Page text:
Women & Wealth

Women are Not Men! (Part I)

Excuse me while I climb up on my favorite soapbox.

I can’t help myself. Dailyworth posed a question that got me all worked up.

What would you tell the financial industry about how, specifically, they can better serve women?

Oh boy. So much to tell. So little space.

But I’d start with this: Women are not men!

Obvious, right? But clearly, the financial industry hasn’t gotten that memo.

I’m a big fan of financial professionals. I’ve had the same advisor for 11 years (after going through nine others that didn’t get the memo either). I even wrote a booklet, “Finding a Financial Advisor You Can Trust.

Sadly, the bulk of advisors (I’m including both sexes here) still live in the dark ages when it comes to female clients.

So, inspired by DailyWorth, here are my suggestion for how the financial industry can shape up and better serve women. I call it:

What Women Wish You Knew Before They Walk into Your Office, Part I

1. Women are all about relationships. Men are transaction oriented. Men communicate to obtain info, establish status, and show independence. Women are ‘other’ oriented. Women communicate to create relationships and make connections. So when dealing with women, think in terms of ‘connecting with’ rather than ‘selling to.’

2. Inspire rather than frighten. The industry seems to think the best way to motivate women is with scary statistics and worst case scenarios. But fear produces paralysis in most women. If you want to motivate a woman, speak to what inspires her, NOT what scares her. While men define success as being in control, women define success is how well they can help others (it’s that relationship thing!). So, instead of filling her with fear, show her how informed investing allows her to help people she loves and causes she’s passionate about.

More pointers coming in Part II. Meanwhile, feel free to send this list to any advisor you know. You’ll be doing them a big favor.

Women are Not Men! (Part II)

Not long ago, I responded to the DailyWorth question: What would you tell the financial industry about how, specifically, they can better serve women?

And, Lord knows, they sure do need help serving women. Smart Money reports that over 70% of women feel under served and dissatisfied with the financial-planning services they receive.

So listen up, all you financial pros. I offered 2 pointers in the first part of this blog. Here are 4 more.

What Women Wish You Knew Before They Walk into Your Office, Part II

1. Educate her. While men prefer to learn through trial and error, women want to be taught.  A study by Deloitte & Touche found that 90% of women expected their advisor to provide education and guidance rather than “sell them on effective investment practices.” And never assume just because a woman wears a designer suit or has an executive title,  she’s savvy with her own money.

2. Think seminars. Women enjoy  seminars because they get to gather in groups, talk among themselves, network, exchange views, learn they’re not alone.   But make sure the seminar you’re offering is really designed for women  and not just a generic clone. Women have distinct issues around  money, different from men, due to their upbringing, cultural conditioning, and  emotional blocks.  Address, don’t avoid, those issues. (Shameless plug:  I offer two turn-key seminars designed specifically for women to be given by financial advisors.)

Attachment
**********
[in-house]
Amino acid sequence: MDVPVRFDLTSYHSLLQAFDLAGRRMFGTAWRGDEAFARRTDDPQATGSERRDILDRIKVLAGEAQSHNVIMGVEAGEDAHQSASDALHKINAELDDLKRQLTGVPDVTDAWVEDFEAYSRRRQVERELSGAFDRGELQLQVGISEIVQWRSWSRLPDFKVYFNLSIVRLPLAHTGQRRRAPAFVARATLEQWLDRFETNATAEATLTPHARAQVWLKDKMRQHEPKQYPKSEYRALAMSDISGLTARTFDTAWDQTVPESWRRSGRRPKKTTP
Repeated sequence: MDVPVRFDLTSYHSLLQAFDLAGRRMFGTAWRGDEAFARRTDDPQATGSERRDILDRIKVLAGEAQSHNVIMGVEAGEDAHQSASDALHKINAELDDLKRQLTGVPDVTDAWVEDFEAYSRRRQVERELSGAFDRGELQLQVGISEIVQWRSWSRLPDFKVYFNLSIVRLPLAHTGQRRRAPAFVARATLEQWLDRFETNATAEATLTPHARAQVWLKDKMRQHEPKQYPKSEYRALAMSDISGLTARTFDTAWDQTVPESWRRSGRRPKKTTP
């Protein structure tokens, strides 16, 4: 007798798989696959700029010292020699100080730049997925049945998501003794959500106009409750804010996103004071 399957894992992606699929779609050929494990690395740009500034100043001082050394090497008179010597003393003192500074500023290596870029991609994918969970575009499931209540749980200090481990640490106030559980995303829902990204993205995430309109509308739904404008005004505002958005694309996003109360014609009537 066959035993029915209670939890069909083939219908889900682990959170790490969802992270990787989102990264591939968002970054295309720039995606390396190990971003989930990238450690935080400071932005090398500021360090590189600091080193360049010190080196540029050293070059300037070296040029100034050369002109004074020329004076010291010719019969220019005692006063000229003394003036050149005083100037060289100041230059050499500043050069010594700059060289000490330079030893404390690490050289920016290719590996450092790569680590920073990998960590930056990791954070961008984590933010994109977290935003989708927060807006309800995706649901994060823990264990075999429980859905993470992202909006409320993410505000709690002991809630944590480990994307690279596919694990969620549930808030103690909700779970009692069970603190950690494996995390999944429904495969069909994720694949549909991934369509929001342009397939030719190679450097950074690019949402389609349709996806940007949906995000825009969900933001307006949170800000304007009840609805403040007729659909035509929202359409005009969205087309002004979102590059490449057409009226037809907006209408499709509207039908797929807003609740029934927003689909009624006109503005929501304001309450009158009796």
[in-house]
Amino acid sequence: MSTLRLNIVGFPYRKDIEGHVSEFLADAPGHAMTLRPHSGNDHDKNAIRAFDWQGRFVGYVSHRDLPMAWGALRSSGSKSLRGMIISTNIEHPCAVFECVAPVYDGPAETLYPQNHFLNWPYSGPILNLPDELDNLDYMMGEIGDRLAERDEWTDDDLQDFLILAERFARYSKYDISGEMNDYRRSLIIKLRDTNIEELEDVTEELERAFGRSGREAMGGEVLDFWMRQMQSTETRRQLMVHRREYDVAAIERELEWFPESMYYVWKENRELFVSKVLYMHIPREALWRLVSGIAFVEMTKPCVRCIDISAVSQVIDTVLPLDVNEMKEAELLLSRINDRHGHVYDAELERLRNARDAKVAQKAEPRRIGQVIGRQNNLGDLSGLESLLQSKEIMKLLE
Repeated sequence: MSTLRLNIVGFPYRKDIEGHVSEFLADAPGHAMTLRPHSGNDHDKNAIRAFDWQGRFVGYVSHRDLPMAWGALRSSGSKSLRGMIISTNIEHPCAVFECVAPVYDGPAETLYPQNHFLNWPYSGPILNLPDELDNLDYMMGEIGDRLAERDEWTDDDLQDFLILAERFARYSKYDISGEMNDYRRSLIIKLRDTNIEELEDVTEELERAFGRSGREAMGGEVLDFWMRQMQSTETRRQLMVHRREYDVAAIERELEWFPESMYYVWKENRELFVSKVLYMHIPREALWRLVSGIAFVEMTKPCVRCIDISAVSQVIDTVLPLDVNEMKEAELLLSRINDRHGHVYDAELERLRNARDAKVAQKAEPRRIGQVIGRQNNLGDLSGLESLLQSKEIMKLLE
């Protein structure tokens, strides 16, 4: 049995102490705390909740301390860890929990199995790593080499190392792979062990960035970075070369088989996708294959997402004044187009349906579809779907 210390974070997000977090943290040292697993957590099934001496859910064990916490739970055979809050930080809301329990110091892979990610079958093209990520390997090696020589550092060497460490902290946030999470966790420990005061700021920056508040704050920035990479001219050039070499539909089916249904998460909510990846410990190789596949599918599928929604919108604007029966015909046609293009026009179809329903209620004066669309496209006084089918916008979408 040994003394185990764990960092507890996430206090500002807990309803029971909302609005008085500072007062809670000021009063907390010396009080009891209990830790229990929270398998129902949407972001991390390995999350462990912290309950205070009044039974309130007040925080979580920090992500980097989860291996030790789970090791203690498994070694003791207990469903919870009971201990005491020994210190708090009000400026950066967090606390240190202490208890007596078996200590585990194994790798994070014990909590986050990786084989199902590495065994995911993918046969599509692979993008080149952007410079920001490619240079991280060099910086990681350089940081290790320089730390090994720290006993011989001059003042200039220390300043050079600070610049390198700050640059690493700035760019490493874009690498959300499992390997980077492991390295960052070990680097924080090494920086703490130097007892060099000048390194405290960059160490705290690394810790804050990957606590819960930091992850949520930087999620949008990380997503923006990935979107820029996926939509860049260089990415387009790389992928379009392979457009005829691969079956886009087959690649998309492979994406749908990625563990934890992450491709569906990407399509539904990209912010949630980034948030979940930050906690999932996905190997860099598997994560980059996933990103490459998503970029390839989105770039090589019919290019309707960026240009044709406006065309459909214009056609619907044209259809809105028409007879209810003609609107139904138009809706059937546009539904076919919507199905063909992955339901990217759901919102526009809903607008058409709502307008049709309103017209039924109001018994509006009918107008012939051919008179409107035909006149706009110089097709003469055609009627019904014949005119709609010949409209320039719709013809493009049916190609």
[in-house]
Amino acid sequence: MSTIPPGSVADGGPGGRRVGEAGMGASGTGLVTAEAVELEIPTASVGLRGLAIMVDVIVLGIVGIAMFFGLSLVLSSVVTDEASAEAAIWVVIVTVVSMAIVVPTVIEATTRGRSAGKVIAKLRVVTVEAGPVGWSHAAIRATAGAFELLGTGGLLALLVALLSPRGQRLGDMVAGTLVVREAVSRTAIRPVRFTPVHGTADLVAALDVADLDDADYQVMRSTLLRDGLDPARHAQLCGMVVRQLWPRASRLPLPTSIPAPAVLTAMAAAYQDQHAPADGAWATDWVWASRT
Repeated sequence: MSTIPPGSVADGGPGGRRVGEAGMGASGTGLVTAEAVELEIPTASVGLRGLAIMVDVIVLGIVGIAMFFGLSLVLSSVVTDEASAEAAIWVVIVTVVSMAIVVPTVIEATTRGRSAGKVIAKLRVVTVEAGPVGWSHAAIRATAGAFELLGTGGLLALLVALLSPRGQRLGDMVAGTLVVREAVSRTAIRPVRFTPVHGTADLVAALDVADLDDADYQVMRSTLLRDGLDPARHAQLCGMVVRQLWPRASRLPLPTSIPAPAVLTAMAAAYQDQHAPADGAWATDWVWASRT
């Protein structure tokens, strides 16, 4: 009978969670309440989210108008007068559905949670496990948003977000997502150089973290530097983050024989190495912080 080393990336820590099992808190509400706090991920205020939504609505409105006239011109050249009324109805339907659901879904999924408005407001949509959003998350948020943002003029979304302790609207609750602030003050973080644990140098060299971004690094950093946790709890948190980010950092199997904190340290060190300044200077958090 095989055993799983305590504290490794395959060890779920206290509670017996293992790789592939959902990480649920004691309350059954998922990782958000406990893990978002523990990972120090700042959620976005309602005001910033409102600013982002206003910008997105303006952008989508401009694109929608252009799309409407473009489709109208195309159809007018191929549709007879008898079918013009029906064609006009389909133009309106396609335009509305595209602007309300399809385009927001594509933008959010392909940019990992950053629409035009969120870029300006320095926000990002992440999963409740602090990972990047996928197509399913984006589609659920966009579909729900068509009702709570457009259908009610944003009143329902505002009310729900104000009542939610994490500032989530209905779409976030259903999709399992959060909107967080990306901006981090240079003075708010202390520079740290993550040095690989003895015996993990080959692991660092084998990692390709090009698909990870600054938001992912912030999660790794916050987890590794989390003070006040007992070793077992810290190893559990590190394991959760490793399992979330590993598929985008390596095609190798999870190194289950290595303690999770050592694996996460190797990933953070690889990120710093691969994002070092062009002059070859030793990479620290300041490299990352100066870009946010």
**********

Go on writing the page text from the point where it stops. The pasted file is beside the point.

3. Show respect. Treat women as intelligent adults.  I’m aghast at how many advisors still tend to patronize women, address only the  husband,  or speak ‘financialese’. Being treated with dignity is a big deal for women. We  do not want to be sold to or pressured in any way. We want to feel listened to, understood,  given  choices and time to make our decisions. When we say “I’ll think about it” it doesn’t mean ‘no’…it usually means we’re going to kick around the ideas with  others, which is what we do!

4. Address her emotions. This is a tough one for  advisors, to whom talk of emotions is too touchy feely.  But like it or not, money is a highly  emotional topic for most women.  It’s been our forbidden fruit. You don’t have to be a shrink (though many advisors now partner with therapists or coaches). Ask her  questions,  allow her to talk about her fear, listen to her feelings, slowly educate her, and focus on inspiring rather than scaring her.

This is, by no means, a definitive list. What you would add? Tell me in the comments below. And I’ll pass them on to the wonderful folks at Daily Worth.

While you’re at it, you might want to subscribe. It’s free!

Fear & Resistance: Cracking the Code

I did it!  I actually did it!  I showed My Man my financials…and he did the same.

And you know the biggest lesson I learned (yet again) from all this?  The fear of doing is always worse than the actual doing! Now, in hindsight, I wonder, “what the hell was the big deal anyway??”

The second biggest lesson: resistance wanes the closer you get to the root of it. The moment I realized it was my childhood fear of feeling different and not being accepted, those old demons didn’t seem nearly so threatening.

So here’s what happened:

We were sitting around the kitchen table. He had just made me eggs.  (Gotta love a man who cooks!!)  I showed him the recent blog about my old journal and my epiphany. (My Man…My Money…and Me)

He read it thoughtfully, then looked up at me and said, ever so gently:  “I totally understand.”

Without even thinking, I walked to the stack of mail on the kitchen counter and tore open an over-sized envelope. How perfect that my August financial statements had just arrived the day before. I pushed aside the dishes, spread out the papers, and said, “This is what I have.”

He listened, asked a few questions, and told me he was proud of the way I managed my money, especially given my history. Then, he described what he had in each of his accounts, I asked a few questions, and praised him for being so responsible.

I got up, washed the dishes, and we took a walk. That was it. It was a non-event.

But at the same time, it was clearly a turning point. We each realized, without saying a word, we’d taken our relationship to a new level of intimacy and trust.  And it felt really good!

 

An Amazing Secret For Creating Abundance

image-sunflowers I made a fascinating discovery in my interviews with women who made millions.  They had a very high capacity to receive… in stark contrast to underearners!  That’s when I realized: There’s a direct correlation between our level of abundance and our ability to receive

…which got me thinking about my own ability to receive — something I’d never really given much thought to.

As a result, I started a “Receiving Journal”.  I actually conceived the idea of a Receiving Journal for the High Earner Intensive tele-seminar (which evolved into Sacred Success).  I assigned it as homework, and decided to try it myself.  OMG, what an eye-opener.

Keeping a Receiving Journal serves the same purpose as tracking your spending.  Both are consciousness raising tools.  But instead of increasing your awareness of money going out, a Receiving Journal forces you to face all the abundance flowing in.